Lars Kern, the test driver who set that amazing 7:38.40 lap at the ’Ring, welcomes the technology. “You jump in and feel comfortable and you know the car is exactly doing what you want,” he begins. “That’s the key part. We also have some things that help you, some systems. For example, rear active steering. It’s such a big car that this is important for areas such as Hatzenbach (a complex series of lefts and rights near the very beginning of the lap). There the car is really strong. The rear-steer really rotates the car but not over-rotates. It’s exactly the way you want.”
- The Long Wheelbase is Coming.
During our tour of the new production line at Porsche’s Leipzig factory, a little surprise was presented. Under the dazzling LED lighting of the “Quality Workshop” sat an unpainted Panamera body shell and chassis, every shutline measured and logged with the panel gaps marked in black pen every six inches or so all over the car. While the Porsche presentation focused on the near perfectly uniform 0.5-mm gaps recorded, the assembled journalists focused on the bigger picture. The much bigger picture. This was a long wheelbase car and even had a “LWB” designation plate inside. Porsche isn’t forthcoming with the exact dimensions, but the last stretched Panamera was 5.9-inches longer, so expect a similar increase.
- It’s the Fastest Diesel in the World…Except the U.S.
The 2017 Panamera 4S Diesel, like the petrol-powered Turbo, features a 4.0-liter V-8 engine with two turbochargers mounted within the Vee. It produces 422 hp between 3,500-5,000rpm and 627 lb-ft from 1,000-3,250rpm. Unlike the gasoline models, the 4S Diesel diverts all of its exhaust gas to one turbo at lower engine speeds to improve response. The second turbocharger (both feature variable vane technology from the 991 Turbo) comes on-stream at 2,700 rpm. This trick to improve response will also be seen in the Bugatti Chiron—with two turbochargers doing the work at lower engine speeds and all four as engine speed increases.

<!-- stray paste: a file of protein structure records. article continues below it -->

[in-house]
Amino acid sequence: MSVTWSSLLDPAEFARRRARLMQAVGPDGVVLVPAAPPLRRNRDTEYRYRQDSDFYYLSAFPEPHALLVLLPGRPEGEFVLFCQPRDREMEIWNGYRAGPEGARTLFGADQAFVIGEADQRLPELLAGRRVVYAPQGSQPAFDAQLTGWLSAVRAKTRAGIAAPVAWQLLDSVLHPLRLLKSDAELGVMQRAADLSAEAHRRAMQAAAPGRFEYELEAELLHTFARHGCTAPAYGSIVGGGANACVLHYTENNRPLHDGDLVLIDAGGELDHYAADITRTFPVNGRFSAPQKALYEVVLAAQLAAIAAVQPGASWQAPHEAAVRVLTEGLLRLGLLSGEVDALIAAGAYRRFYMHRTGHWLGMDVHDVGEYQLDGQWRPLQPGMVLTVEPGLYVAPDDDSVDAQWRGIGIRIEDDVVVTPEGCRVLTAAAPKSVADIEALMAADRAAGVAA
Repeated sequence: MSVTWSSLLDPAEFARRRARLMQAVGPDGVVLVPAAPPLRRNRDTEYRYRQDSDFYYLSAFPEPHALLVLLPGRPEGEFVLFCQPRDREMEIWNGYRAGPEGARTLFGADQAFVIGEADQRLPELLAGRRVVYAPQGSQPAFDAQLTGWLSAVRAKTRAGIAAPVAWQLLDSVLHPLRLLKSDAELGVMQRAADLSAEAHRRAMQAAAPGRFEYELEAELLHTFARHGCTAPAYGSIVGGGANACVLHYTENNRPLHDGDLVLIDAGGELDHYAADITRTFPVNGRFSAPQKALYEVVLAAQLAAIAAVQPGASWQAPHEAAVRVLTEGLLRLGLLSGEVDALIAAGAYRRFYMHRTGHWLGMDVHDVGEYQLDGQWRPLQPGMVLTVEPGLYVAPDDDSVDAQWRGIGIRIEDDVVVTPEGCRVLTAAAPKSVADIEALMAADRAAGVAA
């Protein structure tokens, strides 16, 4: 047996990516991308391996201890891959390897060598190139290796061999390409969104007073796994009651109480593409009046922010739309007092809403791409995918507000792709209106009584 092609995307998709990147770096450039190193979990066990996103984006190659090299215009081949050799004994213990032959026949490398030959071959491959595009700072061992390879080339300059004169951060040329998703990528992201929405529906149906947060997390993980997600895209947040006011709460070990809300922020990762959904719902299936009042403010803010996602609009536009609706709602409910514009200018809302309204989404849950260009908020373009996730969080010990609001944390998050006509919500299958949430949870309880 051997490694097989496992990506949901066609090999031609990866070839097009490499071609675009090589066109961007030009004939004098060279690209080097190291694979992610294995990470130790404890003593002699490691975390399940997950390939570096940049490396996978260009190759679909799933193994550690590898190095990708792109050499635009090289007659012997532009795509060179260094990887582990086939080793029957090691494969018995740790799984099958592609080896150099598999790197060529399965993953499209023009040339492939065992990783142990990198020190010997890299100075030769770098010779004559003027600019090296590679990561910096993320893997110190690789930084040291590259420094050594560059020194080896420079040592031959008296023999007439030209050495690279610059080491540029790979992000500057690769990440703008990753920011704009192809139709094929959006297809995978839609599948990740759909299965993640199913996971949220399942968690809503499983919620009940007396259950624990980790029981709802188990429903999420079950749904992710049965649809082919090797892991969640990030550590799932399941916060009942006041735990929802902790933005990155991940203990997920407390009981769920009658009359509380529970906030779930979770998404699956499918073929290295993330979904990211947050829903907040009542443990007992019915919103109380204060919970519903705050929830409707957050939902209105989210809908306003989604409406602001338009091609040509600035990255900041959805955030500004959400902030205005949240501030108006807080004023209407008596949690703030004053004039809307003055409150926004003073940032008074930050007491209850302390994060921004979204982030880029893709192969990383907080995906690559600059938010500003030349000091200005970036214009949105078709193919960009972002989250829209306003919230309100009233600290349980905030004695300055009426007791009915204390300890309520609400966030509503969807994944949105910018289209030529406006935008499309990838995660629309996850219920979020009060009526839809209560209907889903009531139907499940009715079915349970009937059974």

The Panamera 4S Diesel covers the 0-60 mph sprint in 4.1-seconds with the Sport Chrono package (which includes launch control) and doesn’t stop accelerating until 177 mph. It’s also around 35-percent more fuel efficient than the Turbo, according to European test cycles. Sadly, Porsche does not plan to bring the 4S Diesel to the U.S.
- You’ll Tick a Lot of Boxes Building the Ultimate Panamera
Want a Panamera Turbo that can get around the ’Ring in 7:38.40 even though you’ll never drive it anywhere near a circuit? Of course you do. So, let’s start with the $147,950 base car. Now add the 21-inch 911 Turbo Design wheel option at $3,630. That didn’t hurt too much. You’ll also need the Sports Package to get rear-wheel steering; it comes as a package with the variable assistance Power Steering Plus system, which is pretty nasty on a 911, so let’s hope it’s a more consistent setup for the Panamera. Also, you’ll need the Sport Chrono package and launch control. That comes in at $5,580. Then we’re going to need carbon-ceramic brakes. They reduce unsprung weight to help over the curbs and also reduce rotational forces, helping with acceleration and braking. That’s another $8,960, taking the total to $166,120.
Now we run into a problem. A crucial component of that ’Ring record car is the new 48v Porsche Dynamic Chassis Control system. Only you can’t get it. Not yet anyway. It’s not on the configurator and will be phased in over time. The old PDCC system was a $5,000 option on the Panamera (and came with Porsche Torque Vectoring Plus) so it’s hard to know how this will shake out. It’s a complex and highly sophisticated system, so let’s assume it’ll still add $5,000 or so to the Panamera Turbo’s sticker price. We’re up to $171,120. That’s before you decide Carmine Red paint looks good (it does) and that another $3,300 won’t break the bank. Two-tone leather at $530 is almost free, right? And Adaptive Sports seats look good at $1,540, the heated steering wheel is a must at $790, and who could live without the Burmester Surround Sound system at $5,390? You get the picture.